Who Controls Your Smartphone? And How to Leverage Open Source to Prevent it from Spying on You

Simon HartleySomeone once said, “The first step to receiving an answer is being brave enough to ask a question.” There are many things about today’s world that warrant us asking that question.

Do you or the mobile vendor control your smartphones?

If you are a consumer, small or medium business (SMB) -- the answer is the vendor. It should come as no surprise since these groups typically don’t have the business needs or resources to customize beyond Commercial-off-the-Shelf (COTS) options. Factory mobile builds — from major mobile vendors — offer a strong User Experience (UX) and a good baseline for security.

What if you are a large enterprise or a government agency?

The answer is still the vendor. Are you surprised? Groups such as these have specific business needs and security postures. They routinely add significant customizations to the hardware, operating system (OS), and services around all IT devices — PC laptops, desktops, and servers — including smartphones.

Why are mobile devices less customizable than PCs?

There are two reasons for this: The bundling of Options and the monetization of Personal Data. Let’s dive deeper to understand both motivations.

Mobile vendors tightly bundle the hardware, the operating system (OS), update services, as well as many factory apps. This makes for a better UX but at the cost of higher prices, customer lock-in, limited choices, and limited customizability. They do allow light customization via device settings, and Application Programming Interface (API) requests to the OS.

These settings and APIs support enterprise mobile fleet management best practices such as automated mobile enrollment, vetted apps in app stores, Mobile Device Management (MDM) for management of the fleets, and Mobile Threat Defense (MTD) for Continuous Diagnostics and Monitoring (CDM) within the vendors’ walled gardens.

However, with device settings and API calls, the phrase “request to the OS” is key since the vendor chooses the extent to which settings are implemented. For example, does “airplane mode” mean all modems are off or that they are “selectively” off? Would key data like your device’s fingerprint or International Mobile Equipment Identity (IMEI), network fingerprint or International mobile Subscriber Identity (IMSI), GPS, sensor, and personal data “only” be shared to the vendor, or is their distribution much broader?  Such data can be used to identify, monitor, and target entire staffs by criminals, and other bad actors.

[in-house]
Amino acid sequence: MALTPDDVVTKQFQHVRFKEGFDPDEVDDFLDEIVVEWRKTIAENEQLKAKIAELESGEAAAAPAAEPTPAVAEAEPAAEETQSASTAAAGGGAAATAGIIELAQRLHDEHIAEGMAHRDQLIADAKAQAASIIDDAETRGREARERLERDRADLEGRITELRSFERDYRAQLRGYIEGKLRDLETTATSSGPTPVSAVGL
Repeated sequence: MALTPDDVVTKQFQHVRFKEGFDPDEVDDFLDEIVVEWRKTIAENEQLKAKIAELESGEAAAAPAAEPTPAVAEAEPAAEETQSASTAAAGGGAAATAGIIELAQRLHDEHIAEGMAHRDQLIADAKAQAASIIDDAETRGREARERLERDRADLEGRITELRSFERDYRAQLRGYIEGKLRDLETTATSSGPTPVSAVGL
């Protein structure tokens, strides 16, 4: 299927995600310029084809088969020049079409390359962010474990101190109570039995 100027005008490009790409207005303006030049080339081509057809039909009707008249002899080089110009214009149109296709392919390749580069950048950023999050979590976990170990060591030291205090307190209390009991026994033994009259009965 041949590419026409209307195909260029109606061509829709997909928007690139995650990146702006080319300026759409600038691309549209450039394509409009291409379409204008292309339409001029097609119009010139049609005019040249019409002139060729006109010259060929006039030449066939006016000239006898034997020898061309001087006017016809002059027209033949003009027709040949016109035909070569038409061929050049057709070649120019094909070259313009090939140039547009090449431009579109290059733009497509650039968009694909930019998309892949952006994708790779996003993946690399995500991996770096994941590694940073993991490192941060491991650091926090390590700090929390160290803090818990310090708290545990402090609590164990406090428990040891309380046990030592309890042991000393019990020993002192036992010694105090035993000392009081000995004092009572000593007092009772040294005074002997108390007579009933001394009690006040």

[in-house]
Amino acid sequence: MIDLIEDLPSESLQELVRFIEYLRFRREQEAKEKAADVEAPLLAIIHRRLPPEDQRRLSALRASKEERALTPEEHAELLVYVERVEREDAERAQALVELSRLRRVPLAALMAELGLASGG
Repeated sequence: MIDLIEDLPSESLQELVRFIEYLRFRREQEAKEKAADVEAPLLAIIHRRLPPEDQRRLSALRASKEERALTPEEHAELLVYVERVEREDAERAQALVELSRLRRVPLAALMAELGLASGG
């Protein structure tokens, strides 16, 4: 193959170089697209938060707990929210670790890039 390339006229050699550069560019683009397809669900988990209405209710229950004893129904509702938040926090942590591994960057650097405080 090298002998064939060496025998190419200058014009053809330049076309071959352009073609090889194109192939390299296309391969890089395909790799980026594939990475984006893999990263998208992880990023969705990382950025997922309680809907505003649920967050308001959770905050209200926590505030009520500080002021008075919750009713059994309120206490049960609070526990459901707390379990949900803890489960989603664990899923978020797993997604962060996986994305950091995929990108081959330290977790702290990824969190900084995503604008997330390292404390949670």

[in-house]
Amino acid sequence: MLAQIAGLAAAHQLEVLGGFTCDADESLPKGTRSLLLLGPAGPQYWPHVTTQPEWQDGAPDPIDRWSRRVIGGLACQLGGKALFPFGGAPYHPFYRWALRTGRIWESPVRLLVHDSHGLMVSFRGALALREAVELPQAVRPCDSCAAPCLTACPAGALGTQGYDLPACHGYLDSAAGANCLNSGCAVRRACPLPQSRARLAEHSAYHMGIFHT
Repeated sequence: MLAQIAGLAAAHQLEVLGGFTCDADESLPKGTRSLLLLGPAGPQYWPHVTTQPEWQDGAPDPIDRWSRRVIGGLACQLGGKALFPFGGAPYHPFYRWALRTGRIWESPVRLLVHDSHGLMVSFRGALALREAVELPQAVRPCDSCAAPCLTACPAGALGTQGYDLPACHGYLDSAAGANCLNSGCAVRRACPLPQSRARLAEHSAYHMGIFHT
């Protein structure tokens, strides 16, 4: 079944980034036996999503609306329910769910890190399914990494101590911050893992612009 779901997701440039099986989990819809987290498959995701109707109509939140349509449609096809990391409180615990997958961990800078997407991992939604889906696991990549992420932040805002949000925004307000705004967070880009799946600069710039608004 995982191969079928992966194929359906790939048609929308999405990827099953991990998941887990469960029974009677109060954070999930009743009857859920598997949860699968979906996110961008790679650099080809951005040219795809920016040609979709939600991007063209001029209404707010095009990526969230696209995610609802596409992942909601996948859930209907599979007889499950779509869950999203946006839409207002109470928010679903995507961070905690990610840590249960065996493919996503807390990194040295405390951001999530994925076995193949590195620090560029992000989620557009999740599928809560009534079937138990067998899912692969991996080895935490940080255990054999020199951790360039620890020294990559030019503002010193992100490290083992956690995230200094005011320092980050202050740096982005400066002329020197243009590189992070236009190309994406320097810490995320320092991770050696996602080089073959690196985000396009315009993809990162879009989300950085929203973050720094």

Vanderbilt University published a study detailing just how large the issue of data exhaust from smartphones is. Health fitness apps on soldiers’ smartphones were found to reveal the location of secret bases.  Journalists were able to track the President and military staff at the Pentagon.  More recently American troops were asked to leave personal BYOAD (Bring Your Own Authorized Device) at home over security concerns. The National Security Agency (NSA) just issued a warning over national security implications of smartphone tracking.

If there is no setting for what you want to do, then you are out of luck. It is much more profitable for mobile vendors to sell the same factory builds to everyone. Flagship devices cost $1,000 and are bootloader locked to prevent actual OS customization short of hacking by “rooting” or “jailbreaking: that bypass rather than adding to existing “defense in depth” security measures..

Customization requests are routinely refused by vendors. Sometimes they can be subtly re-framed as not a request for customization but instead a requirement for added “OS requests” via new settings or API calls. Such an architecture preserves vendor control allowing them to ask for large upfront orders for “Minimum Order Quantities” (MOQ) or inflated professional services fees for “Non-Recurring Engineering” (NRE) payments only to quickly have the subsequent custom-builds reach End of Life (EOL) since such builds are outside routine upgrade and update processes.

On the other hand, personal computers (PCs) have more open architectures that allow competition at all levels — from the hardware to the OS, maintenance services, and app ecosystems — which means consumers and organizations can highly customize devices and build best of breed solutions. They still leverage bundles, where that makes sense.

Mobile vendors discovered they could be paid once for products and services and a second time by monetizing personal information, location, and sensor data. This data can be monetized through their own use or by selling it to advertisers, data brokers, adversaries, and unintentionally making it available to malware Therefore, the mobile device serves two genies — the need to preserve their own proprietary product and services revenue stream and monetizing the data themselves or with business partners.